Singing the Rite of Acceptance
Music is integral to liturgy. Singing is basic to the way we pray, the way we show love, the way we worship. So—the Rite of Acceptance always includes singing, right?
For some parishes, this aspect of celebration is well in hand.
- The parish sings.
- The music ministry of the parish has acclamations ready to punctuate the ritual and engage everyone in its spirit.
- The music leaders are confident in leading processions of people singing.
- The singing assembly is undaunted by going outdoors or to the entrance of the church.
- You’ve figured out how to make the best of your liturgical spaces, so that they are musically effective.
If you haven’t got it all down yet, however, there’s no reason to despair. The musically challenged parish, with minimally sung celebrations, can nevertheless make a good showing at this. The event does call for music. And assemblies will sing. All you need is a well-prepared song leader, some simple acclamations, and the cooperation of your presider. He actually doesn’t need to sing (although he could), but he has to be ready to work with the musicians so that it all flows smoothly.
Start with the resources near at hand
Most worship aides offer a set of acclamations for the Rite of Acceptance. Popular and very sing-able settings can be found in David Haas’s Who Calls You By Name, and numerous choices are explained and offered in Christopher Walker’s Christ We Proclaim (OCP). Whatever you do, simplicity is key. It’s best to use music for which the assembly does not need a hymnal or worship aide in order to participate. What style suits your assembly? Classical? Gospel? Contemporary? Find music that will work for you.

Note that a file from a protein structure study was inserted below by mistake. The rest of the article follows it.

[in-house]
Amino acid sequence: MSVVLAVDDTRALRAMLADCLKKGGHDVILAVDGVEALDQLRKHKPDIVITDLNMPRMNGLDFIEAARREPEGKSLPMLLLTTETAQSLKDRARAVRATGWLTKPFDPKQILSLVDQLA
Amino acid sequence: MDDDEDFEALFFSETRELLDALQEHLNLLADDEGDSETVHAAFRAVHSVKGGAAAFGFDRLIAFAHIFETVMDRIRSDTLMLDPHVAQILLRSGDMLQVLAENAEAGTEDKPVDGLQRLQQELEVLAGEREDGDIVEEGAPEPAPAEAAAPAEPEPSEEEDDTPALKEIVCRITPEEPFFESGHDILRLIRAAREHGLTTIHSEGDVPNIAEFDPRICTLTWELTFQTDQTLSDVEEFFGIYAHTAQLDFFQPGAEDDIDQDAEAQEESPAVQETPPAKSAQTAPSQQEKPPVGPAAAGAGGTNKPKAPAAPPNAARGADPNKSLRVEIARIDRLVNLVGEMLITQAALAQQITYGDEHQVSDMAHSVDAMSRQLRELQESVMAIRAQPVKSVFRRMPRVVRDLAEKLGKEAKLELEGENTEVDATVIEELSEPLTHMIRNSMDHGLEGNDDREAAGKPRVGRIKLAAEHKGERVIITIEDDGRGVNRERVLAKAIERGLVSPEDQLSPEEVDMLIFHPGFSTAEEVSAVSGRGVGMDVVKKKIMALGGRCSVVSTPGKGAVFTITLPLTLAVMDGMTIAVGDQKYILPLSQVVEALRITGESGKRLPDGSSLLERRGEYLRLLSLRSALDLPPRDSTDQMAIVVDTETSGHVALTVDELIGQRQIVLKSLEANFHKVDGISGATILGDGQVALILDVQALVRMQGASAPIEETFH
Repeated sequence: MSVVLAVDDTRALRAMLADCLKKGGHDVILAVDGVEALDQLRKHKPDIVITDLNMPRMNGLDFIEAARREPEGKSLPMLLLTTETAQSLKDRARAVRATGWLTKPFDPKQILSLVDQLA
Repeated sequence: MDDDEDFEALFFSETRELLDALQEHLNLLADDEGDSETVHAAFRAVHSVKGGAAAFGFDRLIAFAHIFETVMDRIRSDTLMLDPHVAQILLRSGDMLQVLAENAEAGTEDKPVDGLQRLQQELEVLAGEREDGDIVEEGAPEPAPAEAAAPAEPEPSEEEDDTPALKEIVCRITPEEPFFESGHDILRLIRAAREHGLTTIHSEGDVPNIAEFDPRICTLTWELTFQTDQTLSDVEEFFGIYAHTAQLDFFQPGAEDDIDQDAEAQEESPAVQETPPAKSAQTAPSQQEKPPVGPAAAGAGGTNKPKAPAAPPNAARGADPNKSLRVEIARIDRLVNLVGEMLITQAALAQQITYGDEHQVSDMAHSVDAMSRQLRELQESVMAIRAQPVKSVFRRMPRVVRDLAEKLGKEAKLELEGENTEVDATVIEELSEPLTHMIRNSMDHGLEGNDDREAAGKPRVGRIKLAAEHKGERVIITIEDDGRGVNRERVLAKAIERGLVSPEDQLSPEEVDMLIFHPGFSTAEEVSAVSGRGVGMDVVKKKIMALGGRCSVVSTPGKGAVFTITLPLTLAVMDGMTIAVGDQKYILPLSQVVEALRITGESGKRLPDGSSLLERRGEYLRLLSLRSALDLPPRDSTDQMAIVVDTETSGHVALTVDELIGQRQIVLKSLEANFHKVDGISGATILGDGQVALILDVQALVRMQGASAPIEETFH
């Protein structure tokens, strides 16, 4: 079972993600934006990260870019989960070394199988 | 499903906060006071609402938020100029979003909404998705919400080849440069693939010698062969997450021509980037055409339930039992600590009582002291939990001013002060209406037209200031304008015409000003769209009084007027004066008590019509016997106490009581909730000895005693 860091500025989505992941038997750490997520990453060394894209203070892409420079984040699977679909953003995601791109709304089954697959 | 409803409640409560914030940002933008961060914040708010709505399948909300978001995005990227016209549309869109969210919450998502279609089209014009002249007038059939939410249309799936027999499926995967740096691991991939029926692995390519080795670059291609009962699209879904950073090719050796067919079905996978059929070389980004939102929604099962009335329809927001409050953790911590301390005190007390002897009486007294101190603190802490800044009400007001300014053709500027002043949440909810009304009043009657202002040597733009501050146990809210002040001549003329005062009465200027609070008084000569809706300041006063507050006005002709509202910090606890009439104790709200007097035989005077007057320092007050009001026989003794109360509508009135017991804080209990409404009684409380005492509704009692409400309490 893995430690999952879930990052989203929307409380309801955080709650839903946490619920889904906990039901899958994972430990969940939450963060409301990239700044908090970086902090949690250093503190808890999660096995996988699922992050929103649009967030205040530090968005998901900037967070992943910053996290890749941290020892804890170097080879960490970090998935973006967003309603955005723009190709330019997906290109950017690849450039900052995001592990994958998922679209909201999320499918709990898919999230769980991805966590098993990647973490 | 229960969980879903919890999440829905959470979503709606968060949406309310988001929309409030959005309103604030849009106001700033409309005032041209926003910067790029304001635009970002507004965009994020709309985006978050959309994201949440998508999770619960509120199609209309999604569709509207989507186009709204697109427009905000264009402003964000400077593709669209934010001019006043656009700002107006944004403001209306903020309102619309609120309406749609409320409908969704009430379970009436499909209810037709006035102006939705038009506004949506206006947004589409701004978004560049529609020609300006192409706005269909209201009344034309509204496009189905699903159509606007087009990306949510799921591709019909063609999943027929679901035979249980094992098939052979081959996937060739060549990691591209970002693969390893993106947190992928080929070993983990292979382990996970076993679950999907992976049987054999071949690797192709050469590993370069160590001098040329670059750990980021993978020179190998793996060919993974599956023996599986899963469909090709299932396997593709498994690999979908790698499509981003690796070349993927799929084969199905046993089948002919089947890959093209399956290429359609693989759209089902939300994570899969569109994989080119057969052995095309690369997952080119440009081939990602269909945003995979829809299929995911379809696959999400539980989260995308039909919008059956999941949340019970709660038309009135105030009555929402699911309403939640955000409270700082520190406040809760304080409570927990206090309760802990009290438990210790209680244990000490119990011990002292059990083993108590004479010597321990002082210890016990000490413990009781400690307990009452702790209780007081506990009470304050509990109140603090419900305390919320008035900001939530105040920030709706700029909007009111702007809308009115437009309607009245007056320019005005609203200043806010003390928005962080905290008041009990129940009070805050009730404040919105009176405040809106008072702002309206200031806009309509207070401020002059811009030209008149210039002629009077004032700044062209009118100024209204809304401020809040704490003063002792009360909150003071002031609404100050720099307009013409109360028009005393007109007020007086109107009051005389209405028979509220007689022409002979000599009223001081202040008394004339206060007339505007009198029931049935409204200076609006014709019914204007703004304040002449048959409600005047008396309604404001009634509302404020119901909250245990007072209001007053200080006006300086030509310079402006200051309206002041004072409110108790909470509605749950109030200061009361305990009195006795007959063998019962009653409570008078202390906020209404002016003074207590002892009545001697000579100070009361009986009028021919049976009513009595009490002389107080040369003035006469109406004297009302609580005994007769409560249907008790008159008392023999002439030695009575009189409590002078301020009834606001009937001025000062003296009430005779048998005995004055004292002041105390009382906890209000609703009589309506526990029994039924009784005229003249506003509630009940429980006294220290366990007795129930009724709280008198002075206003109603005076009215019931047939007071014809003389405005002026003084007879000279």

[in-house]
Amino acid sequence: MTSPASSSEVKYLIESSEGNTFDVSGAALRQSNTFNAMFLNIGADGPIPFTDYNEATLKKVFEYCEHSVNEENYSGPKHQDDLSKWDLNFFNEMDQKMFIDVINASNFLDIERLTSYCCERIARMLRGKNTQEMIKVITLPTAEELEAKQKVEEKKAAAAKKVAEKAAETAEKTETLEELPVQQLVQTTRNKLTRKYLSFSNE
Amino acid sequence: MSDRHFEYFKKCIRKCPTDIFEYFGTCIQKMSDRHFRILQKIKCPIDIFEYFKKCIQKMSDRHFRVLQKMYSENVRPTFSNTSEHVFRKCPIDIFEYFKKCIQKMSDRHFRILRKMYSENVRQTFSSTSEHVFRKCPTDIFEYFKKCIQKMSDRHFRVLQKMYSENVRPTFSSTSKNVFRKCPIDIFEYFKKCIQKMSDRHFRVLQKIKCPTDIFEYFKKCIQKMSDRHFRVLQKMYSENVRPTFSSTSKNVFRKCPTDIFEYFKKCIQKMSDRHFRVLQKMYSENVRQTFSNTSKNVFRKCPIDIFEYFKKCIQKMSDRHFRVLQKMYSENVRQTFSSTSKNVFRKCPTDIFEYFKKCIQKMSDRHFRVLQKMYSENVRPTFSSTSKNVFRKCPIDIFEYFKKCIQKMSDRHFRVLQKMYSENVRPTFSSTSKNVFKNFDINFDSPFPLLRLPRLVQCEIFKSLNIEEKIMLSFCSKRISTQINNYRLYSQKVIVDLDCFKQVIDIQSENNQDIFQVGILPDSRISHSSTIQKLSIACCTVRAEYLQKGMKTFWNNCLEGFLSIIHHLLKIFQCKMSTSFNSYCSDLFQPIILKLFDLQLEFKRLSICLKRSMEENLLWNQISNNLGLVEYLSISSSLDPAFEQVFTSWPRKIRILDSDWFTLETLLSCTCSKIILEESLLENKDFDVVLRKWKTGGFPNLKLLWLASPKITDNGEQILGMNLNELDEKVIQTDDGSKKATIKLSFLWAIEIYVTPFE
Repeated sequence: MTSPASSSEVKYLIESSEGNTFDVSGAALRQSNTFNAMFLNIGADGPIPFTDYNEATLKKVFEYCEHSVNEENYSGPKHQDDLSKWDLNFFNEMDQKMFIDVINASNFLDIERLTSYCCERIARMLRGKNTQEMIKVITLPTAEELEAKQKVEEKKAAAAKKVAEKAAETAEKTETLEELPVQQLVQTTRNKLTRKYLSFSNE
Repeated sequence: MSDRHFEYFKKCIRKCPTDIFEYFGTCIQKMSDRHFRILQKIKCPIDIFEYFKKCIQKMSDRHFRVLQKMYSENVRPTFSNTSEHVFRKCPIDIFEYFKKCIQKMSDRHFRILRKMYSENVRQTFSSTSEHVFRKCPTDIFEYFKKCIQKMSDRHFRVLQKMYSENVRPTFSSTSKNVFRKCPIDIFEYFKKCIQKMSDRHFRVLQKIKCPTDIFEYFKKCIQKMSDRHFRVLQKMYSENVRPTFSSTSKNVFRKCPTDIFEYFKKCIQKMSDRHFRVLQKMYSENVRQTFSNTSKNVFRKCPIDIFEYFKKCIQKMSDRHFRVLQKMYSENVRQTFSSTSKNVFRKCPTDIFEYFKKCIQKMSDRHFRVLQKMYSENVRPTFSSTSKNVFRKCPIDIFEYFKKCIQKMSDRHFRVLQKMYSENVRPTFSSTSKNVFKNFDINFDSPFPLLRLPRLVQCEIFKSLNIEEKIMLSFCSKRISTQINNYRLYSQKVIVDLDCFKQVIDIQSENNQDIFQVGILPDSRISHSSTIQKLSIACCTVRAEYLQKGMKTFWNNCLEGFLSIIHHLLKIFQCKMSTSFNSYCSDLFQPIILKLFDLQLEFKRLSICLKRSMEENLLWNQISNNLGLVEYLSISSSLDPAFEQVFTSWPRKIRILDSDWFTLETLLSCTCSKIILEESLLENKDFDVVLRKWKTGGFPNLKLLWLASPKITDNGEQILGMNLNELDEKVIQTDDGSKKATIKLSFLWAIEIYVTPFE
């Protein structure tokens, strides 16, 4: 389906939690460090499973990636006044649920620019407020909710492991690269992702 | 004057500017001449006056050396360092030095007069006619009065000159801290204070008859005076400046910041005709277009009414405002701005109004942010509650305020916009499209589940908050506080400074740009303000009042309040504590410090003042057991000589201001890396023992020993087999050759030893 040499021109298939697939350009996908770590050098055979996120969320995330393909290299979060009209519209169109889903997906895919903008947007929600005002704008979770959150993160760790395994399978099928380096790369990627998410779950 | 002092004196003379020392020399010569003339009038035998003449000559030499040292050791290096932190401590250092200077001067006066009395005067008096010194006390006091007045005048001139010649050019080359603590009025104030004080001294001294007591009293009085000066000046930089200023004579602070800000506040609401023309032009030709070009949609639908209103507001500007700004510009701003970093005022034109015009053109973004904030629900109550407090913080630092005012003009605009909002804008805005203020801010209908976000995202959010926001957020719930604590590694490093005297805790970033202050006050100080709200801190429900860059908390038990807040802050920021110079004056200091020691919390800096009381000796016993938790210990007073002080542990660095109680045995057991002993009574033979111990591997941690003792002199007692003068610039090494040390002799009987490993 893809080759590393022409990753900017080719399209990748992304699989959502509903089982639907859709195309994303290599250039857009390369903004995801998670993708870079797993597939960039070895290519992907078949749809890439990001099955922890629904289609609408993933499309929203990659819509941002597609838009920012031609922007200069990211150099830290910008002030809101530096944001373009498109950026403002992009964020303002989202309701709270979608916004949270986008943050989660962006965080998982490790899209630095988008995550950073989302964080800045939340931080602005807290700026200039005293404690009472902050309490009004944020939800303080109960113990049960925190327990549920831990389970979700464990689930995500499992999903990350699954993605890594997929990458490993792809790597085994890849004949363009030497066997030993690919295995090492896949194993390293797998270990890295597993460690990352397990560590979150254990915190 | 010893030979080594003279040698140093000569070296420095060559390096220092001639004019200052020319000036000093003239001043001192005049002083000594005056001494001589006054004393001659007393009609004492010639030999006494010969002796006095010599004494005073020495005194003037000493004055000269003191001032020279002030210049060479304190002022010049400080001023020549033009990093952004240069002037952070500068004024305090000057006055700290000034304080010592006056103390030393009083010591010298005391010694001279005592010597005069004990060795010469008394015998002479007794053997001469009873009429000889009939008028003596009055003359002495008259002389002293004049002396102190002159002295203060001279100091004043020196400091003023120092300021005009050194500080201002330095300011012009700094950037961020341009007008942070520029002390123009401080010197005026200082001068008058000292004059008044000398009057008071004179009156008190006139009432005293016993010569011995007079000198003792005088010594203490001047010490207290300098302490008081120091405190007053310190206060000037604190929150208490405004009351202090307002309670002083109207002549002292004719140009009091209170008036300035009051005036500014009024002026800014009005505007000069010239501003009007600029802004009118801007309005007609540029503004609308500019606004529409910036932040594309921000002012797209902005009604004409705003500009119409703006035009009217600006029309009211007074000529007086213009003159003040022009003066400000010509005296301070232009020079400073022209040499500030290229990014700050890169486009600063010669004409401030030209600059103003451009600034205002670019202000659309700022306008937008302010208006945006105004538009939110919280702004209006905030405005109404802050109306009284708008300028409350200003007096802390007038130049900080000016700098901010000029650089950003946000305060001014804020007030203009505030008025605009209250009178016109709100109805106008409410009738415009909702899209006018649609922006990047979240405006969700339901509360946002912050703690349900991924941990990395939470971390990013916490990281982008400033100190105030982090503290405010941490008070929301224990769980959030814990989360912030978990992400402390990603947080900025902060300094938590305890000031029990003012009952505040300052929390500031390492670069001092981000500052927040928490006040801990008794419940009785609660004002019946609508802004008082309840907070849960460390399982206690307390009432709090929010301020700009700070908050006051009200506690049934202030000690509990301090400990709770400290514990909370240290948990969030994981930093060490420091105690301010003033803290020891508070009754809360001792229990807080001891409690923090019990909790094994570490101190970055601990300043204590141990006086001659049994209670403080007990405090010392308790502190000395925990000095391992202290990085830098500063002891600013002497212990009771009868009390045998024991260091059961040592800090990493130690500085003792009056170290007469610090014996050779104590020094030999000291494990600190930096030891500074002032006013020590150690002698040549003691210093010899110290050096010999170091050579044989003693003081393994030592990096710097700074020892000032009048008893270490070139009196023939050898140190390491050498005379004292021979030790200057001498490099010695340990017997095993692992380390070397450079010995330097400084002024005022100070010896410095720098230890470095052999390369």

Also remember that if you have more musical resources, oh fortunate ones, you can dress these occasions up without slowing them down. Choirs can be an asset. Don’t discount them! I fondly remember one Rite of Acceptance that we celebrated with full choir and hand bells at the main Sunday liturgy at the Cathedral of St. John the Evangelist in Milwaukee. Music director Michael Batcho used Lynn Trapp’s acclamations from MorningStar Music—some of which have cantor, choir, and assembly singing in a round.
Wow. Our voices bounced off the walls of the narthex of the church like pealing bells. It was glorious. Hand bells accompanied the singing procession into the body of the church, keeping alive the jubilation we experienced at the signing with the cross at the doors. Because the choir was accustomed to singing while walking, the assembly had a lot of support; the processions were a strong expression of our community.
Set high goals for your music
Maybe I’m asking a lot here, but I think that music for the Rite of Acceptance should be profound and memorable. If you’ve been doing this rite for a long time, think back. What music do you remember? Where are you musically with the Rite of Acceptance today? For your assembly, this rite may be experienced only once, twice, or maybe three times a year. Repetition and stability are helpful. But it’s also important not to let the music go stale.
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